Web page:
We’ve just begun blogging our stories to make them available to a wider audience online.

‘A wonderful way to enjoy some beautiful and remoter parts of the British Isles in comfort and without difficult travel!’ is how editorial director Peter Stonham described his recent trip by cruise ship up the North Sea, around Scotland and down the Atlantic coast.

Peter travelled with Cruise & Maritime Voyages on the Columbus, on one of her regular British Isles Discovery Cruises. His week-long journey, began in Tilbury and called first at Amsterdam, and then the Orkney Islands, Skye and the Isle of Mull in Scotland before a stop in Dublin and visits to the Scilly Islands, Guernsey and Honfleur in Brittany. Sadly, Peter had to leave the vessel in Dublin for other engagements, but found the Scottish segment of the cruise a really enjoyable experience.

GTO Editorial Director Peter Stonham

Day 1: Keukenhof Bulb Fields

The initial call in Amsterdam provided for Dutch and German guests to join the cruise, and also for Peter and other journalists to visit the world-famous Keukenhof bulb fields during their six-week limited springtime annual opening. There was a remarkable display of all kinds of tulips, daffodils and other bulbs in a delightful setting, which was once the grounds of a stately home.

Day 3: Orkney

After a day at sea, arrival at Orkney brought a sense of special tranquility and privilege in visiting these islands with their unique identity and history. The group explored Scapa Flow, one of the world’s biggest natural harbours with a rich maritime heritage including a delightful Italian chapel built by prisoners of war in 1943.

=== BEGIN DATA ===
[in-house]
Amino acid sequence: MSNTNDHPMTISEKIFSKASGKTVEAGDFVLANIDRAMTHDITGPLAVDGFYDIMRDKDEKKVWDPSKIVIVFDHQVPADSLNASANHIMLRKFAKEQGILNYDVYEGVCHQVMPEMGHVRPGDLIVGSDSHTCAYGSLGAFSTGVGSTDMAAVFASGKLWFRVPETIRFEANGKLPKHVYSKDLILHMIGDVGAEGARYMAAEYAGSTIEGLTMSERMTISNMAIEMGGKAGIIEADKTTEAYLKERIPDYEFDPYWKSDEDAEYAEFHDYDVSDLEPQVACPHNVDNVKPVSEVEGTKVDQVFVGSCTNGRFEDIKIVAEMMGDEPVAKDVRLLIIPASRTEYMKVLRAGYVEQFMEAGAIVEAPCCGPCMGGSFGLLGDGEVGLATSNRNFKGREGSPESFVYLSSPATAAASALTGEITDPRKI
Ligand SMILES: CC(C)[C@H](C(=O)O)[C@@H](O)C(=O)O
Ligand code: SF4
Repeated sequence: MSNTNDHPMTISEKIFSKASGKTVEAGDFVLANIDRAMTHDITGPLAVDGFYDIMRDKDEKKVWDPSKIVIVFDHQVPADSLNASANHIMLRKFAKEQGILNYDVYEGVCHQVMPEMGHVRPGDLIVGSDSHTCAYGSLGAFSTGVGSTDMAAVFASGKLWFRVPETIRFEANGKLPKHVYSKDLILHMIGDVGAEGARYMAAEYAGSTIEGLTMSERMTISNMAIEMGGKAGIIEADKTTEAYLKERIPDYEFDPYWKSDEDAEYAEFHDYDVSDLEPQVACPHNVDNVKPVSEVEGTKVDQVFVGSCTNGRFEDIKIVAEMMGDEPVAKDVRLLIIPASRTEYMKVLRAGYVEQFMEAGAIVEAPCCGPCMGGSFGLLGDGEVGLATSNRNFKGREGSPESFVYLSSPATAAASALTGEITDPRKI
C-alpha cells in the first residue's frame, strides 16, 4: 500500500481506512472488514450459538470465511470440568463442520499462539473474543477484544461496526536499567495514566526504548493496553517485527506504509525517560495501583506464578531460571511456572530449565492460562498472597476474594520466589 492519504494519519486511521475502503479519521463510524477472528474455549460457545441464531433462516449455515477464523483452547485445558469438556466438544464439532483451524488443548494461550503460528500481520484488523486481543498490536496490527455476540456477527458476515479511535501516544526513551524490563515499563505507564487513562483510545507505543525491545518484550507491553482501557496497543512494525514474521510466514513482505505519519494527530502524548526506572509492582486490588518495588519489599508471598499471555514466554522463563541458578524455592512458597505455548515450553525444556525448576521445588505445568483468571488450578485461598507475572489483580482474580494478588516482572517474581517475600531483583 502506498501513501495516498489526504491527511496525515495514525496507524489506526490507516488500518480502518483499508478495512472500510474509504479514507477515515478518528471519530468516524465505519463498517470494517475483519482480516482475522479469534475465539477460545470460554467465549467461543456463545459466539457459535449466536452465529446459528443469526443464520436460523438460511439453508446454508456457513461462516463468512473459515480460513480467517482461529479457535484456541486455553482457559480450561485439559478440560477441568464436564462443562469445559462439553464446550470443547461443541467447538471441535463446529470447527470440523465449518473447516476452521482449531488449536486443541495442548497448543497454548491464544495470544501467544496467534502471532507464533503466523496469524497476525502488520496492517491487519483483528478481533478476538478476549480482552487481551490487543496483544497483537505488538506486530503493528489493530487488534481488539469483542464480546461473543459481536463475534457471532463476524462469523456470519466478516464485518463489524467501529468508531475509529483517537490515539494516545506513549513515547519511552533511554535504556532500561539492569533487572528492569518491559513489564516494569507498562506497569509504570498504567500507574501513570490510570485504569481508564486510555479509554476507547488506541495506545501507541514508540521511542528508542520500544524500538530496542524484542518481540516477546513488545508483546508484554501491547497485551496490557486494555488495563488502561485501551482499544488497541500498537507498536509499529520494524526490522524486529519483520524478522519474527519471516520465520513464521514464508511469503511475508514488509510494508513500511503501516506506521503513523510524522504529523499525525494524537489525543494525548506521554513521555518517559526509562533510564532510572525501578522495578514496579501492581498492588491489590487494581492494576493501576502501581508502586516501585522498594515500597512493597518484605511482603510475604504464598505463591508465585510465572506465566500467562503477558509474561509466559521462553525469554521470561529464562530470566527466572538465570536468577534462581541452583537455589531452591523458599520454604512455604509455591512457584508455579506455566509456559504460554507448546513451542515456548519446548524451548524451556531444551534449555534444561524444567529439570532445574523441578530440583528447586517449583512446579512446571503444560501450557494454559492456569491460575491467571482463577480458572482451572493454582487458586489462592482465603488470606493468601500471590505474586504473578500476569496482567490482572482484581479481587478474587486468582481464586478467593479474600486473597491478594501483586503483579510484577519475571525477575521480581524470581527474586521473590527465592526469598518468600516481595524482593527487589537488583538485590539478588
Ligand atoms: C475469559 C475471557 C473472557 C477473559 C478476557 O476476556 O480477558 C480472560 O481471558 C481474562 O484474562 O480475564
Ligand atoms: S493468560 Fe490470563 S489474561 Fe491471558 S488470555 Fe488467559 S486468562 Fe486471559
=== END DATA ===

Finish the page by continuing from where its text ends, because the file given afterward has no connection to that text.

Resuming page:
Sealife, birds and flowers are a particular treat in this part of the world, which exhibits signs of civilisations dating back to pre-history and of Viking occupation. More recently, an eco-friendly and carefully managed approach to sustainable activity has ensured the environment is both clean and green. 

Day 4: Isle of Skye

Another part of Scotland that enjoys beautiful landscapes and seascapes is the Isle of Skye, and landing there at Kirkwall required a tender boat journey from the ship. This adds a sense of privilege to the visit and because larger ships cannot access the port, it ensures that tourist numbers brought there by cruises are not excessive. A coach trip took Peter and his colleagues to the MacLeod family seat of Dunvegan Castle – rich in clan conflict and adventuring history, and set in some lovely grounds.

Day 5: Tobermory

Arrival at Tobermory on the Isle of Mull was another uplifting experience. The small port itself is delightful, as was the coach journey with spectacular views along the coast to Duart Castle, home of the Maclean clan, and fought over for generations because of its strategic promontory commanding sea and land access. Peter was amazed at the prolific bluebells and gorse in bloom, and he said, ‘walking through this landscape made it possible to escape into another world. In just moments I saw remarkable birds of prey and a sudden appearance of a group of deer.’

Time at sea on the ship was passed by some relaxing sunset and sunrise views, excellent evening dining, (and drinking!), and opportunities for entertainment in the onboard theatre and different lounges and cafes. 

There was also a fascinating visit to the bridge and behind-the-scenes tour to show how the ship was run and all the food prepared and served.

CMV Columbus

Amongst the other passengers was a big group brought by BBC Gardeners World magazine, who enjoyed visits to gardens and landscapes and their abundant flowers and plants at the various ports of call. As Peter left the ship, they were looking forward to visiting the famous subtropical gardens in Tresco on the Isles of Scilly, the special growing conditions of Guernsey and the chance to visit Monet’s garden at Giverny as an excursion from the stop in the delightful small French port of Honfleur.

Peter would like to thank Mike Hall, Marketing Manager, and all the team at CMV for making the trip so pleasurable. He thoroughly recommends the sea-born approach to exploring the UK and its neighbours as a great group holiday!